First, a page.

Inflatable Costume Might Be Behind Outbreak at California Hospital

“Any exposure, if it had occurred, would have been completely innocent and quite random as the person had no Covid symptoms and was just trying to lift the spirits of those around them during a very stressful time,” Ms. Chavez said of the costumed man Workers.

The emergency room will be thoroughly cleaned, Ms. Chavez said, and in addition to the protocols already in place, staff will be offered free weekly tests.

According to the Centers for Disease Control and Prevention, the coronavirus is mainly spread via respiratory droplets and can be spread “sometimes by airborne transmission” of both larger droplets and smaller aerosols when people “cough, sneeze, sing, speak or breathe” .

Dr. Jose-Luis Jimenez, aerosol expert and professor of chemistry at the University of Colorado Boulder, helped investigate the Skagit County choir breakout, which resulted in at least 53 infections and two deaths from a singing practice in Washington state. In an interview on Sunday, he said the outbreak among staff at Kaiser Permanente San Jose Medical Center was most likely due to airborne transmission.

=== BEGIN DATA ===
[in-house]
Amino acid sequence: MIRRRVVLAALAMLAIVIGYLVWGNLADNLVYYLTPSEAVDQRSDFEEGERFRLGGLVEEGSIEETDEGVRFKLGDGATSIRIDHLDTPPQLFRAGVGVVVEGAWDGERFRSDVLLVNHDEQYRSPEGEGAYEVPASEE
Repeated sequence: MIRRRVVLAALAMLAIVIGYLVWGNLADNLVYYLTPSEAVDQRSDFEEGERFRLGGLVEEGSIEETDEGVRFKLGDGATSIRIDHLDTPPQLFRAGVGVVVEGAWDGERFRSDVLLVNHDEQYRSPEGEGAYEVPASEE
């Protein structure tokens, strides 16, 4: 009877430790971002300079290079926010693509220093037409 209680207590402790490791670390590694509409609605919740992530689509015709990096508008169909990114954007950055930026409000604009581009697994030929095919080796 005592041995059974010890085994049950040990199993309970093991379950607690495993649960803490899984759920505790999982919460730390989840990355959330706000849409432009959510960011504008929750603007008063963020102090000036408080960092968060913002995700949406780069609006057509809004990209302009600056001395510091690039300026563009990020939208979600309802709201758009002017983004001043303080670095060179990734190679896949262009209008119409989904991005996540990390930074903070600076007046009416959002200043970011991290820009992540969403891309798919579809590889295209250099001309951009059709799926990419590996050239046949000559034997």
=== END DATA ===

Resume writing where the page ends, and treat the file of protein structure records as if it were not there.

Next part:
“It’s like a choir,” said Dr. Jimenez. “There is no way you can infect 43 people while wearing a costume, except through airborne transmission or aerosols, since you are in a costume and cannot touch objects or infect people through surfaces.”

The hospital is located in Santa Clara County, California, which has confirmed 73,493 coronavirus cases, according to a New York Times database. 2,397,923 cases have been confirmed across California.

According to the Times database, more than 21,000 people were hospitalized in California as of January 1, a 26 percent increase from two weeks earlier.

Christine Hauser contributed to the reporting.

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